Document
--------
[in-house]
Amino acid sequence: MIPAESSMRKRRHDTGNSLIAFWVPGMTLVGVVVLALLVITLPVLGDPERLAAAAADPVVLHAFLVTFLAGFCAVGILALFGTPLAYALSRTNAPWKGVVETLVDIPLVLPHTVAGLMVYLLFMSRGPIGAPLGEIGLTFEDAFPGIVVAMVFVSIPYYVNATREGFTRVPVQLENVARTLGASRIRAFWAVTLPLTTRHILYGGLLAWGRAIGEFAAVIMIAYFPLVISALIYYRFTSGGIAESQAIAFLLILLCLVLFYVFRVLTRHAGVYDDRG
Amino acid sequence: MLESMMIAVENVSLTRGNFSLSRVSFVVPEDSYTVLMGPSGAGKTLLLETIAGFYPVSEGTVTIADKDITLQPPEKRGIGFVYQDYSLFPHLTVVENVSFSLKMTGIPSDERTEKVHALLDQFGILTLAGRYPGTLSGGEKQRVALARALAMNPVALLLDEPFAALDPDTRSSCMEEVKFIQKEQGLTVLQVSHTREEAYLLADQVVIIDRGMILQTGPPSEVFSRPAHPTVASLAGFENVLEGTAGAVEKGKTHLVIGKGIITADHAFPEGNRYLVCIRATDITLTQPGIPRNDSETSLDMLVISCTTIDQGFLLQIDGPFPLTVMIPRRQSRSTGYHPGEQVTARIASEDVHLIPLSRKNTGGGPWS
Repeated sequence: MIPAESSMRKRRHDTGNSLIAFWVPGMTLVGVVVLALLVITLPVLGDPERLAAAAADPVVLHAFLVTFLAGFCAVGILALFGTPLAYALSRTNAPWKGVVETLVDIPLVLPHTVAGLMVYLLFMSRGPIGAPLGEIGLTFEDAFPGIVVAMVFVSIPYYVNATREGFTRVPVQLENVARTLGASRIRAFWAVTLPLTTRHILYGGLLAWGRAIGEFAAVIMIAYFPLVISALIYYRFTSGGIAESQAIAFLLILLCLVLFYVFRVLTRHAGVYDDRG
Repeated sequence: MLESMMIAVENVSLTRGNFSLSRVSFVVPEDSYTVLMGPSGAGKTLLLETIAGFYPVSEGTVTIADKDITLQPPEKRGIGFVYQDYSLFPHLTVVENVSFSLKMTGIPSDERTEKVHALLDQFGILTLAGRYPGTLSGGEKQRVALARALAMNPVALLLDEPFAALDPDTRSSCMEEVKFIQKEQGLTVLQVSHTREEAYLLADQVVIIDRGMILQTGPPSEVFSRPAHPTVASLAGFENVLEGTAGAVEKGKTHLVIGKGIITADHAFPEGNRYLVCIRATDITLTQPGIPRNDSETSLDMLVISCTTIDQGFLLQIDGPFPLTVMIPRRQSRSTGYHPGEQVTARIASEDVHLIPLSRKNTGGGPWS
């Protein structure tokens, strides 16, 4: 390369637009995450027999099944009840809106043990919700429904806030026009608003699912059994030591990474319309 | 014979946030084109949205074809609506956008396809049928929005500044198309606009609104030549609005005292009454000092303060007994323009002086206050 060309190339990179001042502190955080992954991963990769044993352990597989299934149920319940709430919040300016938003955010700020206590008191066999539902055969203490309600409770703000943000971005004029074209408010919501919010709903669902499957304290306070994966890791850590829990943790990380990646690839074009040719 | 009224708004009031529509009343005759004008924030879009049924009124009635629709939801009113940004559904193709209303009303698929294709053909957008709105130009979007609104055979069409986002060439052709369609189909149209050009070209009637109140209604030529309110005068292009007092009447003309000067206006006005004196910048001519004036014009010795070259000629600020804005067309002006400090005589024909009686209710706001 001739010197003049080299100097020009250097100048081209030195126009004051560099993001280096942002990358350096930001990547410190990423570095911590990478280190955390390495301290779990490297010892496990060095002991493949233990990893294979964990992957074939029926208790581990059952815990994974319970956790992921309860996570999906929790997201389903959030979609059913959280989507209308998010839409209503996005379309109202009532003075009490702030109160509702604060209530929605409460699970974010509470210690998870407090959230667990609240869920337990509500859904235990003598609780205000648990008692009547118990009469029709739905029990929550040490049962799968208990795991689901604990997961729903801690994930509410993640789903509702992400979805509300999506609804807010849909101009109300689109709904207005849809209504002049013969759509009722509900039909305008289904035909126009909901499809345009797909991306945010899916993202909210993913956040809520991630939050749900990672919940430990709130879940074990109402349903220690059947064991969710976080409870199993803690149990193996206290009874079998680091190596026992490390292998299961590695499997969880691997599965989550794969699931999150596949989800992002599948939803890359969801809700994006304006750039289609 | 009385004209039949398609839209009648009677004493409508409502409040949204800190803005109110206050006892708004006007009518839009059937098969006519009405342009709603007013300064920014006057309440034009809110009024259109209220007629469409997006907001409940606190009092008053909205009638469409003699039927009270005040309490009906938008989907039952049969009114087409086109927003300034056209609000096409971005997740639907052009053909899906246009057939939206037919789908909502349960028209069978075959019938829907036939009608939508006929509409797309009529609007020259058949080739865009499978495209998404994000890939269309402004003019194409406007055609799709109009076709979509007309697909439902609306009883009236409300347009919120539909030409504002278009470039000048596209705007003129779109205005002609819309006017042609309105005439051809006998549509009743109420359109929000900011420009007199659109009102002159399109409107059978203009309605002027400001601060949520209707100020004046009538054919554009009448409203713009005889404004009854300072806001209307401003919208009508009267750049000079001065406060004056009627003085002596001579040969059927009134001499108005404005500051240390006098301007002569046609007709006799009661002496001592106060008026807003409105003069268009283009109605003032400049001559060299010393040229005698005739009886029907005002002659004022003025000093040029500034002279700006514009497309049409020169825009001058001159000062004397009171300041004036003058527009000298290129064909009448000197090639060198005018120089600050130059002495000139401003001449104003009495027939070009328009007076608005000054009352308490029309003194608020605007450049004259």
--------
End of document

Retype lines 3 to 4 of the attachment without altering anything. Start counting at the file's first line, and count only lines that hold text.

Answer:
Amino acid sequence: MLESMMIAVENVSLTRGNFSLSRVSFVVPEDSYTVLMGPSGAGKTLLLETIAGFYPVSEGTVTIADKDITLQPPEKRGIGFVYQDYSLFPHLTVVENVSFSLKMTGIPSDERTEKVHALLDQFGILTLAGRYPGTLSGGEKQRVALARALAMNPVALLLDEPFAALDPDTRSSCMEEVKFIQKEQGLTVLQVSHTREEAYLLADQVVIIDRGMILQTGPPSEVFSRPAHPTVASLAGFENVLEGTAGAVEKGKTHLVIGKGIITADHAFPEGNRYLVCIRATDITLTQPGIPRNDSETSLDMLVISCTTIDQGFLLQIDGPFPLTVMIPRRQSRSTGYHPGEQVTARIASEDVHLIPLSRKNTGGGPWS
Repeated sequence: MIPAESSMRKRRHDTGNSLIAFWVPGMTLVGVVVLALLVITLPVLGDPERLAAAAADPVVLHAFLVTFLAGFCAVGILALFGTPLAYALSRTNAPWKGVVETLVDIPLVLPHTVAGLMVYLLFMSRGPIGAPLGEIGLTFEDAFPGIVVAMVFVSIPYYVNATREGFTRVPVQLENVARTLGASRIRAFWAVTLPLTTRHILYGGLLAWGRAIGEFAAVIMIAYFPLVISALIYYRFTSGGIAESQAIAFLLILLCLVLFYVFRVLTRHAGVYDDRG